Today, we managed to get away a little earlier than of late, and were walking by 11:30. It was given as 'changeable' today, but the sky looked good and settled as we parked up at Monsal head to take a few pictures of the rape fields, absolutely perfect right now.
We then drove down Monsal dale to Cressbrook mill, where we left the car to start the walk.
The mill was derelict for years, but is now fully occupied. I have heard stories that the rooms are notoriously bad to heat, being so high. Also, they get precious little sunshine, especially in winter. Judging by the raft of 'for sale/to let' signs, a lot of people wanted out!
You can read up on it HERE
The quirky building next to the mill, a 'brew stop' which is only open at weekends.
Plenty of water coming over the weir today.
We'll be returning by the path under those limestone walls later today.
We climbed out of water cum jolly dale, and started up on the 'alpine path' above, so called because it's very like the ones in Europe that traverse mountains.
Maybe a bit of a grand title, but you DO have to take great care, as the drop down into the dale from the path is steep and only ends at the river!
Bluebells growing out in the open is more unusual than seeing them in their natural habitat - woods - but these were plentiful on the slopes.
This is the part where you DON'T take your eyes off the path!
Looking back, you can trace the alpine path on the flanks of that hillside (and see your fate, should you slip). The track below is the bed of the old Monsal trail, now re-opened. This bit is a very small section of only a couple of hundred yards between two tunnels.
Lots of orchids too, and some really good bunches.
Iffy part done, we could now relax and continue.
Our second mill of the day - Litton mill.
You can read up on it HERE
It was time to drop down into Millers dale to get across the river and make our way to our next dale - Tideswell. The walk down through the dappled light and VERY green path was a joy.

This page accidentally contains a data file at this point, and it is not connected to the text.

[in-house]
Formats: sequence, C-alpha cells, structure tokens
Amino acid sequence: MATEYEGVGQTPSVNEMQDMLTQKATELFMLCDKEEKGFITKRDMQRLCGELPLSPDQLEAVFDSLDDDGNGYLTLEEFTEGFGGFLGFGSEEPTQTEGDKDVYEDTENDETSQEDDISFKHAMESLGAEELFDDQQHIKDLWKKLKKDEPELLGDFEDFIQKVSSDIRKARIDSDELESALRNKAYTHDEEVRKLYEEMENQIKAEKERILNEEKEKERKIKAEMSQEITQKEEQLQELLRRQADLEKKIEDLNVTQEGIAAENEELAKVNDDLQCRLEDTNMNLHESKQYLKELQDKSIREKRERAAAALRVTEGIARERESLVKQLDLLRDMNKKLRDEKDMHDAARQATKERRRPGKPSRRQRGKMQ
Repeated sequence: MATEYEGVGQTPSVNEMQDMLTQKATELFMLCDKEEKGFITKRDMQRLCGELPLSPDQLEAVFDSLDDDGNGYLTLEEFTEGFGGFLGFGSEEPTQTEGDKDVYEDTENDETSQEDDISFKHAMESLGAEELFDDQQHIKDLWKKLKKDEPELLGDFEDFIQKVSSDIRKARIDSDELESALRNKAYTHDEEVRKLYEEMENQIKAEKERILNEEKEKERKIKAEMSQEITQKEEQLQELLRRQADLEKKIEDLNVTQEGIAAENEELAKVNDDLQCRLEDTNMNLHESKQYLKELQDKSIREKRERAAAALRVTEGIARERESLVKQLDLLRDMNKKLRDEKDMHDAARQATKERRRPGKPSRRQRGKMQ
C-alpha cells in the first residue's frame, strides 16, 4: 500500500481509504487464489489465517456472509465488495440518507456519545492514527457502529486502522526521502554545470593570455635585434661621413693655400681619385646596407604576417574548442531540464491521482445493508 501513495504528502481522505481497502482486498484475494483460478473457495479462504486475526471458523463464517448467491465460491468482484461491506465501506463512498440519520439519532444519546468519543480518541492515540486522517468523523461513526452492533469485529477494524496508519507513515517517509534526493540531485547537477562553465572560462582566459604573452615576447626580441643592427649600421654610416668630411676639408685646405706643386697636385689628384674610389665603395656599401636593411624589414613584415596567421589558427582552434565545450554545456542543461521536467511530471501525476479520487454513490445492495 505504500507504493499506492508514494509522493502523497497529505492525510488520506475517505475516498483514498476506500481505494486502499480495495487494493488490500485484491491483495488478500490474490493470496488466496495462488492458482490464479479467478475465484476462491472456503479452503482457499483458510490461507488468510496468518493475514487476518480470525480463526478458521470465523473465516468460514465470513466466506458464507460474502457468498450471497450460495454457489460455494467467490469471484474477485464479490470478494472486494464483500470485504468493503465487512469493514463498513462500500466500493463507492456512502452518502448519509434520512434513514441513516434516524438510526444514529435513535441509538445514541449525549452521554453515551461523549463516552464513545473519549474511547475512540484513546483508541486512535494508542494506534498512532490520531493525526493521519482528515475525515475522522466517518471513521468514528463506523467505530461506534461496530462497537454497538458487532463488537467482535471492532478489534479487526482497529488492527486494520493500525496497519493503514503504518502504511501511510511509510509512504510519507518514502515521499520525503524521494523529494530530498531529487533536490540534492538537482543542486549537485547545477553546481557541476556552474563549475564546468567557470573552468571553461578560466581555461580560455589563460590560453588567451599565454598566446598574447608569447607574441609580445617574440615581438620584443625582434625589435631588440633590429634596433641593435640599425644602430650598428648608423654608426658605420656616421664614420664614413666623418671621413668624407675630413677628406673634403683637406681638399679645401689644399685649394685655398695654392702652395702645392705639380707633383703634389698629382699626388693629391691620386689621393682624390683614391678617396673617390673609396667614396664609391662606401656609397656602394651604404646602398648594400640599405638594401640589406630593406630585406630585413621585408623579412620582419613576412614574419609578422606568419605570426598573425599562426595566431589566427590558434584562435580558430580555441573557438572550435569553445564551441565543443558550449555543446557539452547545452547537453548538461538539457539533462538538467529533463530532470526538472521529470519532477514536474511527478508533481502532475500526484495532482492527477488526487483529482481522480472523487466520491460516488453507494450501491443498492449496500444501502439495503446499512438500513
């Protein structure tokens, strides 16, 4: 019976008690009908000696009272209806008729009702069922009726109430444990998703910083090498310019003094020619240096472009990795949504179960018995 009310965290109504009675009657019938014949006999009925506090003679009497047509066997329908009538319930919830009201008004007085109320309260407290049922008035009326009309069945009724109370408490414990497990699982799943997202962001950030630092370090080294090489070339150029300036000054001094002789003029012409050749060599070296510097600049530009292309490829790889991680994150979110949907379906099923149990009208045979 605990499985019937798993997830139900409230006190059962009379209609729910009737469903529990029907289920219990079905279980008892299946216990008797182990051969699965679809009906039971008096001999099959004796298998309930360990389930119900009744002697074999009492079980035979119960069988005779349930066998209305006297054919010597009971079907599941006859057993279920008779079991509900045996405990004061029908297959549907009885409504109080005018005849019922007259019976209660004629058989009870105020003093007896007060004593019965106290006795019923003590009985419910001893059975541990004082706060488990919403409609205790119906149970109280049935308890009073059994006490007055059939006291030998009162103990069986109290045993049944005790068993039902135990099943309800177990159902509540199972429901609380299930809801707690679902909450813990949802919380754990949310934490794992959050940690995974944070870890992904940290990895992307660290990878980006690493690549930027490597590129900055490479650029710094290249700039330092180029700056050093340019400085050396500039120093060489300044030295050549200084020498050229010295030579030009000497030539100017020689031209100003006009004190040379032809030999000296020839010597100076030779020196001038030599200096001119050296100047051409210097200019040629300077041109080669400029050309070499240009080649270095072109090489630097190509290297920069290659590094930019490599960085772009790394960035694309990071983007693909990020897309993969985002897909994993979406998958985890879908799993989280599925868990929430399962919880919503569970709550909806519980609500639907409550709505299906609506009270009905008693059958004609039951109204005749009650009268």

When we reached the bottom, the sun was really strong, with no breeze to cool us down here. We stopped to look at the trout lazily swimming at a standstill, waiting for food to come to them. Also, LOTS of butterflies. There were all the usual ones, but we also saw many orange tips (I love these), and a yellow brimstone. Butterflies are really hard to photograph in flight. This is the best I could do (if you click on it, you'll see a larger version). I got them both in the frame, but they are blurred in flight :-(
After a short amble along Millers dale, we turned up Tideswell dale and started to climb again, with the babbling sound of the stream on our left.
Last time we were here, there were HUGE amounts of snow. If you missed those pictures, and would like to see them, they are HERE
Today, it was all sunshine and flowers!
What's this? A HUGE mouse, or vole?
One of the sculptures done in wood in the dale.
We climbed out of Tideswell dale and, just before Tideswell, turned right and climbed up and out of Litton dale to go over the top fields, skirting Litton village, to make our way towards Tansley dale.
We dropped down that dale, into the huge Cressbrook dale, then followed the river.
The wild garlic was (again) not out for us yet, but you can see just how carpeted this dale bottom is with the plant.
Just the odd bunch was flowering.
Bluebells here too, obvious by their wonderful perfume.
At a small bridge, just before Ravenstor, we climbed again up and out of the lower dale.
We reached the road to Cressbrook village, and passed through. It just remained for us to drop back down into Millers dale bottom, to walk along water cum jolly dale to return to the car.
Looking across to where we were this morning, you can just see the Monsal head hotel through the gap in the trees.
Sue, on the grassy track down to Millers dale.
....and yours truly.
More orchids, with the buildings of Litton mill behind.
A stone chimney, a remnant of the mill, still stands on the hillside.
Absolutely CHAMPION campion!
A moorhen sits patiently on her eggs in water cum jolly dale..
The limestone buttresses of water cum jolly dale- a magnet for climbers.
The peaceful slack above the mill weir.
Then it was back to the car, with a stop at Monsal head to take this final shot of the evening sky over Longstone moors.